Is Leisure Activity Part of Your Dementia Care Plan?

Creating a dementia care plan is not just about addressing cognitive decline as it’s happening, but also taking steps to prevent or delay it. As the population ages, dementia care and prevention are of supreme importance to patients, families, and communities. With no existing therapies to modify the disease itself, looking at lifestyle factors is crucial to helping prevent or slow cognitive decline.

 

Leisure activity and dementia risk

One of the most recently studied factors is leisure activity—the hobbies and interests individuals take on simply for enjoyment outside the duties of work and home life. Leisure activity has been linked to reduced dementia risk, but studies often focus on these activities less than ten years before cognitive decline or impairment are diagnosed. With Alzheimer’s in particular, pathological changes happen decades before the dementia is identified, meaning these studies are looking at leisure activity quite far down the path of neurodegeneration.

A short-term influence on dementia onset?

A recent study analyzed in Neurology looks at dementia in relation to leisure activity in the Whitehall II cohort study, which reported on 8,280 British civil servants ages 45 to 69 at the study’s outset (1997-99). Researchers looked at how often these individuals self-reported participation in 13 leisure activities, including social clubs and indoor games like cards or bingo, at baseline, 5 years later, and 10 years later. After aligning these reports with data from a national electronic registry of dementia diagnoses 10 years, 13 years, and 18 years down the line, the study concluded that leisure activity was associated with reduced incident dementia—as much as 18%—but only in the short term.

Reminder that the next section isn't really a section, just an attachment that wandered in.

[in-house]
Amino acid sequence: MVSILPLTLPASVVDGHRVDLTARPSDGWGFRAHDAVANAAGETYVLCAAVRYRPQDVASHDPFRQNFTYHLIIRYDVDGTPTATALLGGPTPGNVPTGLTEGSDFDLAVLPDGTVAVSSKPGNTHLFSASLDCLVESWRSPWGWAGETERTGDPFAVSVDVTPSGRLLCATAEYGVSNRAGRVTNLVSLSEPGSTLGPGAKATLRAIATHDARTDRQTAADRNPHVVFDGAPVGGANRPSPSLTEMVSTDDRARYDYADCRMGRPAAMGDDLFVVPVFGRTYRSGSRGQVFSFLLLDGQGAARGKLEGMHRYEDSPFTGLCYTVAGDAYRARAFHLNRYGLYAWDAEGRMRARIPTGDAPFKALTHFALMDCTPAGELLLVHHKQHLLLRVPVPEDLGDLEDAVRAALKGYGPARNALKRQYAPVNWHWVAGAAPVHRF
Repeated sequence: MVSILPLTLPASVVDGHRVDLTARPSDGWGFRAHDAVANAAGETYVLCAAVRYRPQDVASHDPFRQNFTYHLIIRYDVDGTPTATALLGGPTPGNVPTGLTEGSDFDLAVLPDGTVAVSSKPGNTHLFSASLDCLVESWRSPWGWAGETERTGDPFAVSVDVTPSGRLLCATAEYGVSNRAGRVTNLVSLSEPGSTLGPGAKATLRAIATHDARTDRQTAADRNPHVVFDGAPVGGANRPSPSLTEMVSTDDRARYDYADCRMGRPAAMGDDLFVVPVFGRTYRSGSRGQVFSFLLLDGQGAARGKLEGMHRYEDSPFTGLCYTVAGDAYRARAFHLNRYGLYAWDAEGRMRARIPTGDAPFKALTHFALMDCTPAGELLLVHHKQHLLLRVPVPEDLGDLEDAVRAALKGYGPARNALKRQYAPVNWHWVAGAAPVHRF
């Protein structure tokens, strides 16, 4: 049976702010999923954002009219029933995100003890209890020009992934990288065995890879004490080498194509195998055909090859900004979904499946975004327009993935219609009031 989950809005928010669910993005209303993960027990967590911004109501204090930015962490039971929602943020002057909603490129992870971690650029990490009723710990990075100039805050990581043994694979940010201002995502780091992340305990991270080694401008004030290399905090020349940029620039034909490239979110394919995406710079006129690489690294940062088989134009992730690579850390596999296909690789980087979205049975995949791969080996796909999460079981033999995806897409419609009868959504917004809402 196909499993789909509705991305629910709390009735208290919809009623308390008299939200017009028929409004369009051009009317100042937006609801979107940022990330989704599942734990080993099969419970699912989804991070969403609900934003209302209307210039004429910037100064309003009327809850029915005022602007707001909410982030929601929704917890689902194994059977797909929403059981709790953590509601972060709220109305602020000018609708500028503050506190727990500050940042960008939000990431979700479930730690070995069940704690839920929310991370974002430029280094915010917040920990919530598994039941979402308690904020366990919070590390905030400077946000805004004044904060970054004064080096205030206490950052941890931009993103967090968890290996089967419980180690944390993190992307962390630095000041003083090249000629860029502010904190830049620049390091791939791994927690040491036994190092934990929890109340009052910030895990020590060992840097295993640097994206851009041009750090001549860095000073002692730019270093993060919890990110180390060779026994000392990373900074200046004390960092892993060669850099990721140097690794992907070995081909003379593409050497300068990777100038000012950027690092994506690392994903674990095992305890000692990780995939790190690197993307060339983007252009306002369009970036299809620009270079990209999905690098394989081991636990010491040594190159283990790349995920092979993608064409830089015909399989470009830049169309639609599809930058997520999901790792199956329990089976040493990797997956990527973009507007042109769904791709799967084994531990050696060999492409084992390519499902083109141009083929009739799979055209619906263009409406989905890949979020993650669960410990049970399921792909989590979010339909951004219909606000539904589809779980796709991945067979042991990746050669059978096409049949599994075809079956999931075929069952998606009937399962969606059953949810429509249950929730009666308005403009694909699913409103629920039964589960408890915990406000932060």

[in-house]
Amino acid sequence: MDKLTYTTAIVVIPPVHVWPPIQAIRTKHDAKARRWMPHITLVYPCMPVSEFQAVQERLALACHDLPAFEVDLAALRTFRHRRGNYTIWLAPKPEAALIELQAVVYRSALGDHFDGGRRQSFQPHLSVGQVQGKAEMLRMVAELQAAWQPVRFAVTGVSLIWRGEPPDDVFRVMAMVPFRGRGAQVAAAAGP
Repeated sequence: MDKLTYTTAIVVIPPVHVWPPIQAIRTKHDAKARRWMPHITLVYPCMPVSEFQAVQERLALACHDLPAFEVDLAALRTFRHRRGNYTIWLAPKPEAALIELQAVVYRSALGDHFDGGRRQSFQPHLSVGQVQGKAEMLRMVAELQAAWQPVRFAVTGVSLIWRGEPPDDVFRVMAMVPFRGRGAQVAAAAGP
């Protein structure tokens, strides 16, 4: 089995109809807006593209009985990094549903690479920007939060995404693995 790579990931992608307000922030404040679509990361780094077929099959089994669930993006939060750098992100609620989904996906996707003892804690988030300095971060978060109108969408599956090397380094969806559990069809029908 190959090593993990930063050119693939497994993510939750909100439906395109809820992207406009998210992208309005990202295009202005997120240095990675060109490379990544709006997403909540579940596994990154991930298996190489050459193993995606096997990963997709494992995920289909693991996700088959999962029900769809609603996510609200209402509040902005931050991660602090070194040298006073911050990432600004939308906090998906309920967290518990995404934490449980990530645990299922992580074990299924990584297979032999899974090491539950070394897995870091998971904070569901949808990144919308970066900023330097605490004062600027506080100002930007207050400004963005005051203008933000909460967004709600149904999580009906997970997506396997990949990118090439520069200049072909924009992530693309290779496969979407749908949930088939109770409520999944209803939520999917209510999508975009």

Dementia may impair motivation

While this could mean leisure activities performed closer to dementia onset are more protective than those pursued earlier in life, it could also indicate that reduced leisure activity is an early symptom of cognitive decline. The study did not consider vascular dementia or dementia subtypes, so it’s also possible that leisure activities might be protective in some cases, but not others. As dementia progresses, individuals’ motivation and ability to pursue goal-directed behaviors can be affected, making it difficult to undertake activities for pleasure.

Creating a comprehensive dementia care plan

It’s difficult to discern precisely what role leisure activity and other lifestyle factors play in delaying dementia, and it’s clear that more studies are needed. However, these activities certainly don’t cause harm and are helpful in improving quality of life and potentially, slowing cognitive decline. BrainCheck offers numerous tools to help clinicians streamline dementia care planning, including lifestyle changes.

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